Posted on 12/1/2011 9:30 AM

Lately, we have run across a number of cases where the government has issued delivery orders on indefinite delivery contracts at fixed prices or straight fixed priced contracts based on labor hour calculations only to refuse to pay the fixed price.  The "menu" agreement says the delivery orders will be fixed priced.  They are issued at fixed prices, even for the labor hour portion of the delivery order, but the government only pays for the number of hours actually used.  In straight fixed priced contracts, the government simply refuses to pay the full fixed price if it decides not to use all the labor hours.

Do you really have a fixed priced contract?  Yes, you do.  What is going on is this.  The government is supposed to move away from time and materials to fixed priced work.  But, the government contract administrators are used to paying only hours actually worked and they also have a mandate to save money.  So, what do they do?  They issue a firm fixed priced delivery order or straight firm fixed priced contract with projection of hours at a fixed price.  If the delivery order or contract line item actually is stated in fixed price terms, the contractor is able to recover the fixed price even if the total hours are not used.  This may be "counter-intuitive" to quote one expert, but the law is the law.

This issue is far from resolved, however.  There are cases pending now before judicial tribunals to answer this question once and for all.  However, in the meantime, examine the terms and conditions of your basic agreement or contract line items and the precise language on pricing.  If the contract says the delivery orders or contract line items are to be fixed priced and the order or line item displays the pricing, even for labor hours, in terms of fixed prices, you can recover the total.  You are obliged to have the personnel available for the total.  You have the risk of having them at the ready under threat of termination for default.  You are entitled, one way or the other, to be compensated for accepting that risk.  You can recover the fixed price for the entire amount as breach of contract damages or you can submit a constructive termination for convenience settlement proposal for the costs of having your personnel at the ready.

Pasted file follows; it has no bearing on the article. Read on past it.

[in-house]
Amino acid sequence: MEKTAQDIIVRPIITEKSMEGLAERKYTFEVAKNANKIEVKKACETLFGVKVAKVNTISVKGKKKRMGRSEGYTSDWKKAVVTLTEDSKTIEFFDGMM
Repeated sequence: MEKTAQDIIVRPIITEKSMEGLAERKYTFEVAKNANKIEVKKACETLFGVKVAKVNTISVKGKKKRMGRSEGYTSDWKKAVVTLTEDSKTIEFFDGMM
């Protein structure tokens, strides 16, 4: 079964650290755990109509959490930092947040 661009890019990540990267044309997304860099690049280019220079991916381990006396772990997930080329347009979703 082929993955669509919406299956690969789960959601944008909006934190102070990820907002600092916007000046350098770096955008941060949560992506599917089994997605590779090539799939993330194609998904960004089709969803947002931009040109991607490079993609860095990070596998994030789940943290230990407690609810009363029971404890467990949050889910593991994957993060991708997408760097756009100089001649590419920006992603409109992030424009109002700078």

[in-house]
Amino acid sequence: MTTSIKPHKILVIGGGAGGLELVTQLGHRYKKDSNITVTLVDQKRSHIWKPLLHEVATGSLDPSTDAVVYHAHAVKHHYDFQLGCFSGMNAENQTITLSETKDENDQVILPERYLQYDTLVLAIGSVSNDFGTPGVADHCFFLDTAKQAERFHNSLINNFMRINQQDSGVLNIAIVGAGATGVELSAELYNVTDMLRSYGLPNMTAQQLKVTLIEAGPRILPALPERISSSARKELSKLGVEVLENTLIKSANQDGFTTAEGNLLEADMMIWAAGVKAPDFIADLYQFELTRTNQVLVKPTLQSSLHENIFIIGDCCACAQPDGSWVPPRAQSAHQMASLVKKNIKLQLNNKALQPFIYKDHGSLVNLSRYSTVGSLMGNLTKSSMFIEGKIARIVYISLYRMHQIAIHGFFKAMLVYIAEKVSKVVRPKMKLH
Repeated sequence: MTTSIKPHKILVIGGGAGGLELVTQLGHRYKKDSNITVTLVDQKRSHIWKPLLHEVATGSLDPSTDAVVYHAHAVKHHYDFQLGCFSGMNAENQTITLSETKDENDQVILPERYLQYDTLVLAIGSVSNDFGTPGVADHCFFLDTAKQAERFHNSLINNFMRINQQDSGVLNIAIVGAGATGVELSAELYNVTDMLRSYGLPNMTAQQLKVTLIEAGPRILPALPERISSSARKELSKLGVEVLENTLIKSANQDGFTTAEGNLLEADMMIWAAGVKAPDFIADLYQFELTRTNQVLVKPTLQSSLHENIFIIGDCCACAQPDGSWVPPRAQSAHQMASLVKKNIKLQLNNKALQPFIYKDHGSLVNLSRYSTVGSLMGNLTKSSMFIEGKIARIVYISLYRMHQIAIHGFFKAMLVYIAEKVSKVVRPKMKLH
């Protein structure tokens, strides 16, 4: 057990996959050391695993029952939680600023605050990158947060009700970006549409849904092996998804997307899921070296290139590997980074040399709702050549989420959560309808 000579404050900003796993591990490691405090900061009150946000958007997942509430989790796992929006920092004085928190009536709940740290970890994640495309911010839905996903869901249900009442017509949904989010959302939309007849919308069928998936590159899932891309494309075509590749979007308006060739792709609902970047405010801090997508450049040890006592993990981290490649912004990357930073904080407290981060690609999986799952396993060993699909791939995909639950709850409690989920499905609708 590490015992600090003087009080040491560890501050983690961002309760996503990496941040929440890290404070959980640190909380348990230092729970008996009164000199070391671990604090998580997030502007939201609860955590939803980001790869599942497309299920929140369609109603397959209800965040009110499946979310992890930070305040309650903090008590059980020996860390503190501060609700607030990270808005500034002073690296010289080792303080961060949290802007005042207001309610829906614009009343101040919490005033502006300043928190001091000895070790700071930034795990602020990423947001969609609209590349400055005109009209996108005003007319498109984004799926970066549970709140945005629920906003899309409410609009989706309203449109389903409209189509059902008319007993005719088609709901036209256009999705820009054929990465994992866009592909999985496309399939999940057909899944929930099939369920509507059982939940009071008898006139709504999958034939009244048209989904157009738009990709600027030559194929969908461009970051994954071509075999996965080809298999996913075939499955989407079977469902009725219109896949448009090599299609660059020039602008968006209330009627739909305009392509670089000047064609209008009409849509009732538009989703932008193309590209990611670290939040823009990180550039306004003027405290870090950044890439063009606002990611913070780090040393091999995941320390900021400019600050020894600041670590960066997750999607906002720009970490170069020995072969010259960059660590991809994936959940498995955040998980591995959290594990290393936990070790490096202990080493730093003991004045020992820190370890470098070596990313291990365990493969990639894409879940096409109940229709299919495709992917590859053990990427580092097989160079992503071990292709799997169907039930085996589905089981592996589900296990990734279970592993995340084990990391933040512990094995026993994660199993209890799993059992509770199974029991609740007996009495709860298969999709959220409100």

And do not forget your consulting fees for putting together your claim or termination for convenience settlement proposal and negotiating the settlement all are recoverable under FAR from the government.


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#1 - Posted on Friday, December 9, 2011 1:57:00 PM by dan tuck

Good article. A fixed price contract lists deliverables, a price for each and acceptance criteria. If you don't have those, you don't have a fixed price contract. On the other hand, Labor Hours or T&M have no requirements on deliverables and no warranties. Show up, try hard, get paid.

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